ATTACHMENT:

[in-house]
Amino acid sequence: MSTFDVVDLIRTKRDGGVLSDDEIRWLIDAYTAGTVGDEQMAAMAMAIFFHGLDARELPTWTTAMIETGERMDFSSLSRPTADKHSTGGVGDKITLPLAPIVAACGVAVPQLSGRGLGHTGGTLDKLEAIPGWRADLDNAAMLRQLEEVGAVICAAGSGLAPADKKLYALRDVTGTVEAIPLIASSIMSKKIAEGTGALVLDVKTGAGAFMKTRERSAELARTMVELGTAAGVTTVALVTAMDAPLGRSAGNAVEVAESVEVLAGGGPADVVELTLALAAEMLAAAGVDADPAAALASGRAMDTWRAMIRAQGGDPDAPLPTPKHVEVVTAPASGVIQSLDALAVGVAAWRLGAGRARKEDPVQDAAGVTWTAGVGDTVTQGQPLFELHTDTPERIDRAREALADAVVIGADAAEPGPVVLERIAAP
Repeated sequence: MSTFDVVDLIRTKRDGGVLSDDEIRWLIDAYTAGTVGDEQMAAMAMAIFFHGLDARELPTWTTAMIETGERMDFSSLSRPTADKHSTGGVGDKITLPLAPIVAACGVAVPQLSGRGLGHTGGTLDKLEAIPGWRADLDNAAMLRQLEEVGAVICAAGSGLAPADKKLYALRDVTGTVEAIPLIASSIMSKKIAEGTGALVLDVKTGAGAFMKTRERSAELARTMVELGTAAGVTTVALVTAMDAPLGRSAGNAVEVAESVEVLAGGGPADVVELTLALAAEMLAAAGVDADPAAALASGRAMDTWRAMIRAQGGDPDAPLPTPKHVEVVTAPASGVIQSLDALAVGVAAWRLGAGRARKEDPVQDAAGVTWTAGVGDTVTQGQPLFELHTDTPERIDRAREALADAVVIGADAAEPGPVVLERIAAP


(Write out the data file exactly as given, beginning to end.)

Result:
[in-house]
Amino acid sequence: MSTFDVVDLIRTKRDGGVLSDDEIRWLIDAYTAGTVGDEQMAAMAMAIFFHGLDARELPTWTTAMIETGERMDFSSLSRPTADKHSTGGVGDKITLPLAPIVAACGVAVPQLSGRGLGHTGGTLDKLEAIPGWRADLDNAAMLRQLEEVGAVICAAGSGLAPADKKLYALRDVTGTVEAIPLIASSIMSKKIAEGTGALVLDVKTGAGAFMKTRERSAELARTMVELGTAAGVTTVALVTAMDAPLGRSAGNAVEVAESVEVLAGGGPADVVELTLALAAEMLAAAGVDADPAAALASGRAMDTWRAMIRAQGGDPDAPLPTPKHVEVVTAPASGVIQSLDALAVGVAAWRLGAGRARKEDPVQDAAGVTWTAGVGDTVTQGQPLFELHTDTPERIDRAREALADAVVIGADAAEPGPVVLERIAAP
Repeated sequence: MSTFDVVDLIRTKRDGGVLSDDEIRWLIDAYTAGTVGDEQMAAMAMAIFFHGLDARELPTWTTAMIETGERMDFSSLSRPTADKHSTGGVGDKITLPLAPIVAACGVAVPQLSGRGLGHTGGTLDKLEAIPGWRADLDNAAMLRQLEEVGAVICAAGSGLAPADKKLYALRDVTGTVEAIPLIASSIMSKKIAEGTGALVLDVKTGAGAFMKTRERSAELARTMVELGTAAGVTTVALVTAMDAPLGRSAGNAVEVAESVEVLAGGGPADVVELTLALAAEMLAAAGVDADPAAALASGRAMDTWRAMIRAQGGDPDAPLPTPKHVEVVTAPASGVIQSLDALAVGVAAWRLGAGRARKEDPVQDAAGVTWTAGVGDTVTQGQPLFELHTDTPERIDRAREALADAVVIGADAAEPGPVVLERIAAP